Monday , November 19 2018
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No more public mass transit infrastructure

Summary:
This past April, I spend 25 days in Japan, where I took dozens of trips on railroads and subways. In each case, the train left exactly on time and arrived on time. This past weekend, my wife and I decided to take a ride on the “Gold Line” from Union Station in downtown LA to Arcadia, a trip scheduled to last 35 minutes.  It was a disaster. Los Angeles is unique in terms of its lack of rail service for a developed metro area with more than 10 million people (indeed nearly 20 million if you include suburban areas in neighboring counties.)  They have tried to remedy the situation with some newly built rail lines, with more under construction.  But it just doesn’t seem to be working. Our trip took an hour and 20 minutes, more than twice the scheduled 35 minutes.  Even

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This past April, I spend 25 days in Japan, where I took dozens of trips on railroads and subways. In each case, the train left exactly on time and arrived on time. This past weekend, my wife and I decided to take a ride on the “Gold Line” from Union Station in downtown LA to Arcadia, a trip scheduled to last 35 minutes.  It was a disaster.

No more public mass transit infrastructure

Los Angeles is unique in terms of its lack of rail service for a developed metro area with more than 10 million people (indeed nearly 20 million if you include suburban areas in neighboring counties.)  They have tried to remedy the situation with some newly built rail lines, with more under construction.  But it just doesn’t seem to be working.

Our trip took an hour and 20 minutes, more than twice the scheduled 35 minutes.  Even though (we later found out) the delays were due to maintenance, and not unexpected, this information was not given to passengers who boarded the train.  The ride itself was also unpleasant, with loud music being played by passengers.  My wife vowed never again to take mass transit in LA, and I can’t blame her.  I’ve had similar bad experiences in New York and Boston.  Washington DC’s subway is better, but also has frequent delays.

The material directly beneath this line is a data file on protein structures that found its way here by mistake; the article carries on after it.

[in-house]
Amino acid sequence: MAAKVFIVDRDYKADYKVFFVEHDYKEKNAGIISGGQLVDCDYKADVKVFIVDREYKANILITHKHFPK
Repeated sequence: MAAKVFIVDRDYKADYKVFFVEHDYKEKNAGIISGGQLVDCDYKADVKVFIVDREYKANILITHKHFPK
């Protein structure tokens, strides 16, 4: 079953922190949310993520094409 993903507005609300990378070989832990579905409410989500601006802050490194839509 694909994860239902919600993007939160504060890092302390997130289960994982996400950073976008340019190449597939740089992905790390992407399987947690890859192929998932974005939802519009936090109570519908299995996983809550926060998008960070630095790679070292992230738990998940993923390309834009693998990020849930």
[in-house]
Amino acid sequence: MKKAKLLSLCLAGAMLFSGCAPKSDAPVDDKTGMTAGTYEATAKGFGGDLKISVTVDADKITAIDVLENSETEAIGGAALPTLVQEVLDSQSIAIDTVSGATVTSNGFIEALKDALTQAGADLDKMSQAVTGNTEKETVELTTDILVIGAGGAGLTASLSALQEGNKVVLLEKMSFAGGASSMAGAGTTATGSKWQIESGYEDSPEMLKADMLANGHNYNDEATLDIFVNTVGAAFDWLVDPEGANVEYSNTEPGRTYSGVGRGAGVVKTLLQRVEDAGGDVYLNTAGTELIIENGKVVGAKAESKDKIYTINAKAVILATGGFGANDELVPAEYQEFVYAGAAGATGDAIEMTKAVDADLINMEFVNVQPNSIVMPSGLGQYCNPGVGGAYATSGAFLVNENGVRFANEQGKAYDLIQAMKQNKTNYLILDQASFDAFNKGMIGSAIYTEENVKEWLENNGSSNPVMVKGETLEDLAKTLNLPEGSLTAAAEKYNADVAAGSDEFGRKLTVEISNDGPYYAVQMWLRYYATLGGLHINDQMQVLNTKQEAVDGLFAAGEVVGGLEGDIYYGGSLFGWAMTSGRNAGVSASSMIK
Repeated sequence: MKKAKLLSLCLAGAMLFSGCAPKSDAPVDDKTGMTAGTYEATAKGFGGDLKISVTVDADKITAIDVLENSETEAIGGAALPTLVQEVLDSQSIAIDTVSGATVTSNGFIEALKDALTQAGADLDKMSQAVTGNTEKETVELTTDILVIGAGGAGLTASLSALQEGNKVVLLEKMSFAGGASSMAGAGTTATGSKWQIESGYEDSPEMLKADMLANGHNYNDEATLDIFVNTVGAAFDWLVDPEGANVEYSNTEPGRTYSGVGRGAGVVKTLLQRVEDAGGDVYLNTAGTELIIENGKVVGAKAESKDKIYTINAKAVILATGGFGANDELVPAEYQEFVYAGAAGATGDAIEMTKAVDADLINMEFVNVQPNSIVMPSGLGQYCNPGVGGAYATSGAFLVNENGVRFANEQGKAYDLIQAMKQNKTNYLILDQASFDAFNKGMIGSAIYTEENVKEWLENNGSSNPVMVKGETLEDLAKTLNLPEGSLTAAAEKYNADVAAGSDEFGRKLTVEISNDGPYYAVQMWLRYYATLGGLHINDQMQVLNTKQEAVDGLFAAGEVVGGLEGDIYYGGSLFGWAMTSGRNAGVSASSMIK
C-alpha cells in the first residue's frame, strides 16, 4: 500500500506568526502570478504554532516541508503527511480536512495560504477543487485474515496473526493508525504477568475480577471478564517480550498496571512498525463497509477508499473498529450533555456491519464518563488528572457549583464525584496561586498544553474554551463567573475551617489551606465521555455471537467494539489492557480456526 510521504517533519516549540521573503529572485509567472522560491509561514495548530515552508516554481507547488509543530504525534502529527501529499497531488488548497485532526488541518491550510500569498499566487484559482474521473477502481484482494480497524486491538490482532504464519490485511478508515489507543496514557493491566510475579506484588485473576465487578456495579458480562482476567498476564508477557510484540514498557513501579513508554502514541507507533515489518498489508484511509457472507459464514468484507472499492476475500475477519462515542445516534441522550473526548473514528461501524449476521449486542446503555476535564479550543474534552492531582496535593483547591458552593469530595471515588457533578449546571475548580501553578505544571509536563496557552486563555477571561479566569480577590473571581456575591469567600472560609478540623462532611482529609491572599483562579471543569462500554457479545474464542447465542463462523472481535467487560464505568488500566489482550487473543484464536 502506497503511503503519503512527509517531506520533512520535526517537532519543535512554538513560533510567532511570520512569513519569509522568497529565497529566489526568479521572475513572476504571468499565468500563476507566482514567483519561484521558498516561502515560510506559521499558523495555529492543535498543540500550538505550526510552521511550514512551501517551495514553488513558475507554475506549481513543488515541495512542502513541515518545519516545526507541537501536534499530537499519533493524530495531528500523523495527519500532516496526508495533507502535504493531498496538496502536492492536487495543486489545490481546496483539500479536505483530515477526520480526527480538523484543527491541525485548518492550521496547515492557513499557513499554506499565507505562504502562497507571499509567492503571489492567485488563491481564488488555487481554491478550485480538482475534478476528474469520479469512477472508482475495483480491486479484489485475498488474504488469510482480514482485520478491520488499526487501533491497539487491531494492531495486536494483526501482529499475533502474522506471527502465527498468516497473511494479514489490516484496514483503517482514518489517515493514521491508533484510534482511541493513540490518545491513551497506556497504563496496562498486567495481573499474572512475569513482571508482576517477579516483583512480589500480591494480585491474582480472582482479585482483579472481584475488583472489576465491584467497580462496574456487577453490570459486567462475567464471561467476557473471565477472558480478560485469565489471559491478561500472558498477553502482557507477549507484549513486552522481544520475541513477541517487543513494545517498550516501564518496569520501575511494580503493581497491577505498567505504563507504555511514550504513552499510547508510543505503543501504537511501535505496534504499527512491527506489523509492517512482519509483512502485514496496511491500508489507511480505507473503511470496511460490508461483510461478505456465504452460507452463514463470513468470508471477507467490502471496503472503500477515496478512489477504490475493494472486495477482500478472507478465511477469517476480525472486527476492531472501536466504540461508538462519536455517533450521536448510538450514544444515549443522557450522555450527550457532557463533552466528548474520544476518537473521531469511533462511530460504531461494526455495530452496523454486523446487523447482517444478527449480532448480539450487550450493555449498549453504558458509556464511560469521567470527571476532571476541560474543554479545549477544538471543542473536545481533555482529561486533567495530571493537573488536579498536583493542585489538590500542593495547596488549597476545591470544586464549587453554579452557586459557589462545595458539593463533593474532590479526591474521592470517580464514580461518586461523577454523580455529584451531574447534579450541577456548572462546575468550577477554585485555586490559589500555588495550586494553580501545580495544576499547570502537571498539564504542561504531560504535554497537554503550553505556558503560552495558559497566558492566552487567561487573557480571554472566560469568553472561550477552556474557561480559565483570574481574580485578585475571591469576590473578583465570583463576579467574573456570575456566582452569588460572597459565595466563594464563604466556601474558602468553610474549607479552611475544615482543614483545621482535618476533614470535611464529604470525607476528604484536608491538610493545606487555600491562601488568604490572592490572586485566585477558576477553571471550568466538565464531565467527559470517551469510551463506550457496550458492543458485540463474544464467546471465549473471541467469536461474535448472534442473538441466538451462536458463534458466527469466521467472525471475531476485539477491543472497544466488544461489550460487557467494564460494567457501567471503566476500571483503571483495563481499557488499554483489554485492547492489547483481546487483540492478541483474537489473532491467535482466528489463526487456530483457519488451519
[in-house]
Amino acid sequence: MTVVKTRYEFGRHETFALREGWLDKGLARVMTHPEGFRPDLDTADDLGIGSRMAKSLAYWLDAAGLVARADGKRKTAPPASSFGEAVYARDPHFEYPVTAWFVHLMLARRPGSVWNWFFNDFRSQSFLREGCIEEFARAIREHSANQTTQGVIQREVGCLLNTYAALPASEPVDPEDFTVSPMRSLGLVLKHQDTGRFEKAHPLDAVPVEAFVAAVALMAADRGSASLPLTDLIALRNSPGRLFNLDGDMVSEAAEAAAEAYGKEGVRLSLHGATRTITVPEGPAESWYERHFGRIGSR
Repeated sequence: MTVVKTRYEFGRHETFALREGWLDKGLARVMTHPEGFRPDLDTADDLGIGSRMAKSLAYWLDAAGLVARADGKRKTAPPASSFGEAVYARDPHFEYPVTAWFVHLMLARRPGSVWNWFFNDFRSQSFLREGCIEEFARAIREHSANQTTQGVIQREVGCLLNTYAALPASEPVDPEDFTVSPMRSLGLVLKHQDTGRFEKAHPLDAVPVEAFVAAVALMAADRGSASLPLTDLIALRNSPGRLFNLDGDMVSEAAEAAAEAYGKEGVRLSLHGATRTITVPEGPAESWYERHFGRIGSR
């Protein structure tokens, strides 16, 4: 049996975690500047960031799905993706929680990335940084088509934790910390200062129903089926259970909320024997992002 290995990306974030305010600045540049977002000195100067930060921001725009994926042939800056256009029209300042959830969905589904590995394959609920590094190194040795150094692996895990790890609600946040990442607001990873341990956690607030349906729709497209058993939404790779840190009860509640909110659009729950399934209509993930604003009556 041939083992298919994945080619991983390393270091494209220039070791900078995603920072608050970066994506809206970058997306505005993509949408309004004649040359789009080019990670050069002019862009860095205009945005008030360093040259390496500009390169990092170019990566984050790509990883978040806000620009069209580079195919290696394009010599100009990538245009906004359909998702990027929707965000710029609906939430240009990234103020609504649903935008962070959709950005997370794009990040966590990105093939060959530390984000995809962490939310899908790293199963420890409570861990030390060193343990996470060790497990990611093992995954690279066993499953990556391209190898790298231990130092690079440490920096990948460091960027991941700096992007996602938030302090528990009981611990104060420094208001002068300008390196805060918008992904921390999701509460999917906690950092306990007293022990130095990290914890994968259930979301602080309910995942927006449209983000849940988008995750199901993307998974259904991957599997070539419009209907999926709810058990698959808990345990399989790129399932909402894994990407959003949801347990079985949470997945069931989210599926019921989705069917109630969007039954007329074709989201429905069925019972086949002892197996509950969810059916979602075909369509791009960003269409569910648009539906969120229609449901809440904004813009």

Elsewhere in LA the situation is even worse.  The even newer “Expo Line” is a surface line that must frequently stop at red lights, as cars are given preference over trains.  Thus this hugely expensive new rail line (costing $2.5 billion) is little better than a bus route:

The Expo Line is infamous for being slow because in certain sections it stops at red lights. The poster nailed it with this: “If it is at-grade and doesn’t have signal priority you might as well write the word ‘train’ on the side of a bus and you’d save money ….”

More such lines are currently under construction in LA, funded by a recent tax increase. The planned high speed rail between LA and the Bay Area is an especially costly fiasco.  It would make more sense to stop building new public mass transit infrastructure, and instead work on improving the existing lines.  For reasons that are difficult to discern, LA’s mass transit has extremely high maintenance costs, despite being a relatively new system that is not heavily used (and not having to face ice storms, as in Boston.)